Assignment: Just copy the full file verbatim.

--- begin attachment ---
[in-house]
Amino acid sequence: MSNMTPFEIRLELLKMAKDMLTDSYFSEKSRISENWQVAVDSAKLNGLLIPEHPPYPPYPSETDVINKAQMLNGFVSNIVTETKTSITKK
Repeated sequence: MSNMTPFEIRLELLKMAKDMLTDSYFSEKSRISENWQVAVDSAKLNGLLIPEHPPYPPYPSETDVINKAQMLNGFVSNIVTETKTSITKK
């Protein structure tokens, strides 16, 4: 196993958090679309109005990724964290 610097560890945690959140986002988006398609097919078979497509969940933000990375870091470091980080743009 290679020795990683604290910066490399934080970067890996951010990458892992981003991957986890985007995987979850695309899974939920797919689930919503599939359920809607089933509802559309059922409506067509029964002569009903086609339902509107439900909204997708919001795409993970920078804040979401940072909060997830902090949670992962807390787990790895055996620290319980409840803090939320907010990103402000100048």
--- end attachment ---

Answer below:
[in-house]
Amino acid sequence: MSNMTPFEIRLELLKMAKDMLTDSYFSEKSRISENWQVAVDSAKLNGLLIPEHPPYPPYPSETDVINKAQMLNGFVSNIVTETKTSITKK
Repeated sequence: MSNMTPFEIRLELLKMAKDMLTDSYFSEKSRISENWQVAVDSAKLNGLLIPEHPPYPPYPSETDVINKAQMLNGFVSNIVTETKTSITKK
């Protein structure tokens, strides 16, 4: 196993958090679309109005990724964290 610097560890945690959140986002988006398609097919078979497509969940933000990375870091470091980080743009 290679020795990683604290910066490399934080970067890996951010990458892992981003991957986890985007995987979850695309899974939920797919689930919503599939359920809607089933509802559309059922409506067509029964002569009903086609339902509107439900909204997708919001795409993970920078804040979401940072909060997830902090949670992962807390787990790895055996620290319980409840803090939320907010990103402000100048």